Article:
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Significant adult weight gain can increase cancer risk

Substantial weight gain over many years significantly increases the risk of obesity-related cancers, say researchers from the University of Manchester and The Health eResearch Centre. 
obesity

Substantial weight gain over many years significantly increases the risk of obesity-related cancers, say researchers from the University of Manchester and The Health eResearch Centre.

They studied around 300,000 people in the US about 177,500 men and 111,500 women looking at changes in body mass index (BMI) between the ages of 18-65 years.

The study population was then followed up for around 15 years to see who went on to develop obesity-related cancers.

The researchers found that men who went from a BMI of around 22 to 27 had a 50% increased risk of developing obesity-related cancer compared to men who stayed within a healthy weight range. In men who went from being overweight to morbidly

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Substantial weight gain over many years significantly increases the risk of obesity-related cancers, say researchers from the University of Manchester and The Health eResearch Centre. 

They studied around 300,000 people in the US – about 177,500 men and 111,500 women – looking at changes in body mass index (BMI) between the ages of 18-65 years.


The researchers found that men who went from a BMI of around 22 to 27 had a 50%
increased risk of developing obesity-related cancer. Picture: Alamy 

The study population was then followed up for around 15 years to see who went on to develop obesity-related cancers.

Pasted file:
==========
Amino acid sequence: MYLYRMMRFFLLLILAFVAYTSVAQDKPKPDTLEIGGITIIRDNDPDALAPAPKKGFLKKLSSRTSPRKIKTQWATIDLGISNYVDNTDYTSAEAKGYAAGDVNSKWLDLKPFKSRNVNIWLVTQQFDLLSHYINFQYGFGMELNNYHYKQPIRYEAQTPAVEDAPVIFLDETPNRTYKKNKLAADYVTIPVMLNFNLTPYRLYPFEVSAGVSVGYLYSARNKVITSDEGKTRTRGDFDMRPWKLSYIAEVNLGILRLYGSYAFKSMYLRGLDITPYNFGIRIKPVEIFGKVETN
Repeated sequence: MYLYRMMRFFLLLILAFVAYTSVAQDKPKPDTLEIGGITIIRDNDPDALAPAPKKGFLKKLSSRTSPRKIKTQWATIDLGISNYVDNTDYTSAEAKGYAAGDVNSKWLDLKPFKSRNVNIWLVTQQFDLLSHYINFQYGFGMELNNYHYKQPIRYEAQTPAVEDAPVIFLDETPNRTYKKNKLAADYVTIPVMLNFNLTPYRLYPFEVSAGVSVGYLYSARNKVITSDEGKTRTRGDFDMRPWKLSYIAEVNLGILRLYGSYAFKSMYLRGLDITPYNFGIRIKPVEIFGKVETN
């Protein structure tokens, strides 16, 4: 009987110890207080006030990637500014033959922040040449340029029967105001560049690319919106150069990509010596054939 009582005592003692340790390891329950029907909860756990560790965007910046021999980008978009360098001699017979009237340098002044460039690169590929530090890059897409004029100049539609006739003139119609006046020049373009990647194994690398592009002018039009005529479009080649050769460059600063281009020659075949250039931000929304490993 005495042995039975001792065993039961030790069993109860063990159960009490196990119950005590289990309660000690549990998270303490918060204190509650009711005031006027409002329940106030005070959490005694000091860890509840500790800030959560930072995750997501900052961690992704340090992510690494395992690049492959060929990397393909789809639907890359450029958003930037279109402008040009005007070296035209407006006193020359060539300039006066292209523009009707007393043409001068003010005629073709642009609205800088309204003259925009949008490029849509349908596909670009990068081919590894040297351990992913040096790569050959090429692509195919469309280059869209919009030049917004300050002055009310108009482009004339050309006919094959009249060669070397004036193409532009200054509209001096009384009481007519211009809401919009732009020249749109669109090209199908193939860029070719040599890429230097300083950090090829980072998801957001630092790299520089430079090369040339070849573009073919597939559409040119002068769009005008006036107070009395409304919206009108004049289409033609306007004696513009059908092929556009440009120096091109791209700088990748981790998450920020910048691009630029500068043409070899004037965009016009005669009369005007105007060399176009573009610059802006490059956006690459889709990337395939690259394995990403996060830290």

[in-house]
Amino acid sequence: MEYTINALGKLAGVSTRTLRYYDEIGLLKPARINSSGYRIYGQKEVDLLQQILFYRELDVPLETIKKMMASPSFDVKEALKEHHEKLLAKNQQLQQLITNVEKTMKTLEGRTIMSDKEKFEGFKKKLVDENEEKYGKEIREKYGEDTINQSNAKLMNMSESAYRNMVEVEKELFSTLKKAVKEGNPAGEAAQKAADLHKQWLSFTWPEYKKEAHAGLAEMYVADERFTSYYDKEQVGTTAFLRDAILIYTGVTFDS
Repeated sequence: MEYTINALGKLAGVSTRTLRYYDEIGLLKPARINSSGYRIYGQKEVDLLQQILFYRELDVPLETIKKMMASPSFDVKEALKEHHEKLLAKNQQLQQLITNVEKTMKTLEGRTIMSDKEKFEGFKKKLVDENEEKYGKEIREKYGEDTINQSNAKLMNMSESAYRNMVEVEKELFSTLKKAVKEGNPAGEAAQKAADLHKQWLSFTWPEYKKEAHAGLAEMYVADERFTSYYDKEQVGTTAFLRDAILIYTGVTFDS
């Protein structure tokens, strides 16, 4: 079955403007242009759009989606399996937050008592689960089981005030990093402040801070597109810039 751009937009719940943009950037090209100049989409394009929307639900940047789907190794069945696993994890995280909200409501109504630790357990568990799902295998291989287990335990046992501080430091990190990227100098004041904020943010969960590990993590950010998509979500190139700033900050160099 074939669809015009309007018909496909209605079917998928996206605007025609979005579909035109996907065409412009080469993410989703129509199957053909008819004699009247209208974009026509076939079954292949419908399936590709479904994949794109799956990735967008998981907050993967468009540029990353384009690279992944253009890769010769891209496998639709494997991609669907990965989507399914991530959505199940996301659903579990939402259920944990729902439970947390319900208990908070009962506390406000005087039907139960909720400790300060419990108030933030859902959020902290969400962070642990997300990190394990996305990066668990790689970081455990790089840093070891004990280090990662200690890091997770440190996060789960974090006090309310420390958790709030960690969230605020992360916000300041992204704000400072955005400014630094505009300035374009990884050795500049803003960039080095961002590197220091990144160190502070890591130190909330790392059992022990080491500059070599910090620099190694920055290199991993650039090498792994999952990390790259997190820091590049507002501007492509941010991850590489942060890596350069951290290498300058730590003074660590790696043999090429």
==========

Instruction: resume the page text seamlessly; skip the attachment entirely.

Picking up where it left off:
The researchers found that men who went from a BMI of around 22 to 27 had a 50% increased risk of developing obesity-related cancer compared to men who stayed within a healthy weight range. In men who went from being overweight to morbidly obese, the risk went up by 53%, compared to men who stayed at a healthy weight. 

Patient benefit

Women who went from a BMI of 23 to about 32 had a 17% increased risk, compared to women whose weight started off in the healthy bracket and remained stable. 

‘This study could be useful in public health,’ said lead study author Hannah Lennon. ‘It could help identify people who would benefit the most from taking action to control their weight before any health problems arise, including a cancer diagnosis.’ 

The study results were presented at the 2016 National Cancer Research Institute (NCRI) Cancer conference in Liverpool, which took place between 6-9 November. 


Lennon H et al (2016) Lifetime BMI trajectory classes and obesity-related cancer risk in a US retrospective cohort study. NCRI Cancer Conference Abstracts. tinyurl.com/q77n2n3 

 

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